Chesapeake Energy Corp. has begun a “series of steps” to spin off a subsidiary to hold its midstream natural gas assets — and allow it to build pipeline infrastructure in some of its productive shale plays. The new subsidiary would be formed within “months, not quarters,” said a senior executive.
The Oklahoma City-based producer in November indicated it wanted to launch a master limited partnership (MLP) this year to hold midstream assets (see Daily GPI, Nov. 8, 2007).
On Wednesday Chesapeake requested permission from those holding more than $2 billion of the company’s outstanding senior notes due between 2013 and 2016 to allow the debt to be carried in a new subsidiary. Chesapeake now is restricted from carrying debt for the parent company in the notes due in that period, the Securities and Exchange Commission Form 8-K filing indicated.
Following the solicitation, which is scheduled to be completed by Friday (Aug. 22), “Chesapeake intends to transfer certain of its midstream assets to a newly formed group of subsidiaries and designate such subsidiaries as unrestricted subsidiaries under each of the indentures,” the filing stated. “Additionally, such subsidiaries would become obligors under a new revolving credit facility that is anticipated to provide for borrowings of up to $750 million, which would be used by such subsidiaries for capital expenditures and general corporate purposes.”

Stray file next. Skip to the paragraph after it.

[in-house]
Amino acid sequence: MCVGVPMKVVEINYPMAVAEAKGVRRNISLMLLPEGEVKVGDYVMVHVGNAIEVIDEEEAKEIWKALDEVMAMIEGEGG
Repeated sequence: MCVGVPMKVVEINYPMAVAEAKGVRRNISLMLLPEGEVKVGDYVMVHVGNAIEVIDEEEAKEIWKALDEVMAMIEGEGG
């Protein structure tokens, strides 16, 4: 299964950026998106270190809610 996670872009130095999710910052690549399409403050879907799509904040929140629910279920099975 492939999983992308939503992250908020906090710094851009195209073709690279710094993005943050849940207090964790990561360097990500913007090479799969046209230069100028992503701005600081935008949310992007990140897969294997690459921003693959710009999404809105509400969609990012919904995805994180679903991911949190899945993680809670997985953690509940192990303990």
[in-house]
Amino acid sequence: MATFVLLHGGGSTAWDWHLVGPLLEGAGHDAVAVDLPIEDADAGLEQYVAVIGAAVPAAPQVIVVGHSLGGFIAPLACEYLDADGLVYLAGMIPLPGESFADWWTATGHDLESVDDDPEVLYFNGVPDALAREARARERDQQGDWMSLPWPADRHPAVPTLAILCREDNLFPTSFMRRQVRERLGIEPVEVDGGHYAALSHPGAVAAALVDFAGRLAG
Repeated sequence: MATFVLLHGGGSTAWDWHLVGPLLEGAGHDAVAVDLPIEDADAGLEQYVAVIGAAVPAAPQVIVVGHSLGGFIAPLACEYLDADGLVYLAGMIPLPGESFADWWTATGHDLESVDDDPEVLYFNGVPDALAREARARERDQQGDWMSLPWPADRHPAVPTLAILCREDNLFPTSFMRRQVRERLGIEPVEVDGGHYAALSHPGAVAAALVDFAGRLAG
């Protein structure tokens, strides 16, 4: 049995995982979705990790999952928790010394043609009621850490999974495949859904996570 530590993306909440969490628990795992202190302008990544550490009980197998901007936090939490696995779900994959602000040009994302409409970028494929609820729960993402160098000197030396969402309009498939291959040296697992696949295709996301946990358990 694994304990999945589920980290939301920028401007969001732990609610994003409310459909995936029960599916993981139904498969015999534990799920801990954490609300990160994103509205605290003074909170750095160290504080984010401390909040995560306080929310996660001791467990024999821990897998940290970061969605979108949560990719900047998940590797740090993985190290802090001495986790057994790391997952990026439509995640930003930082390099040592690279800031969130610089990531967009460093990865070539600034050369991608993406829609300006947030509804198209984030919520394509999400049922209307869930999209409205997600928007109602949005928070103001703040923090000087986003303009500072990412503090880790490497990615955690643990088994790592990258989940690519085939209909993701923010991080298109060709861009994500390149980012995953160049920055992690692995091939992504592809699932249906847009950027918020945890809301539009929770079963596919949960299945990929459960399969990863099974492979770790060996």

The debt holders that agree to the solicitation would receive $3.75 in cash for each $1,000 of principal amount of notes they hold and agree to convert, Chesapeake noted.
Chesapeake’s spin-off, either as a MLP or privately held subsidiary, likely would take on existing assets in the Barnett Shale, the Fayetteville Shale and within the Midcontinent, said Jeffrey L. Mobley, senior vice president of investor relations. He discussed the projects with The Oklahoman.
The spin-off also would be used to build new pipelines in the Haynesville Shale across Louisiana and into Texas and within the Marcellus Shale in West Virginia and Pennsylvania, Mobley said.
Converting the senior notes is “one in a series” of steps Chesapeake would take to set up the subsidiary, he said. In any case, he said the subsidiary would have the ability to stand alone and have separate financial resources.
“There are many options available to us” for the subsidiary, Mobley said. “We plan to continue to evaluate those as the time gets closer to forming the new company.”
In related news, Chesapeake is ramping up drilling operations in downtown Fort Worth, TX, to access gas from the Barnett Shale. The Trinidad Rig would drill a well behind a warehouse on the southern edge of the downtown area in a project approved by the city last year (see Daily GPI, Dec. 15, 2007). Drilling would be done in a westerly direction away from the downtown area, according to the company.
By using the downtown site, Chesapeake expect to be able to secure gas underneath several downtown locations, including city hall and the Fort Worth Convention Center. Four other downtown sites also are marked for future drilling, but the projects are not expected to negatively impact transportation or any businesses, the company said.
With the build-up in drilling in the urban areas near Fort Worth since 2001 — and the associated traffic and noise — some citizens have sought a moratorium on energy leasing in the city (see Daily GPI, Aug. 11).
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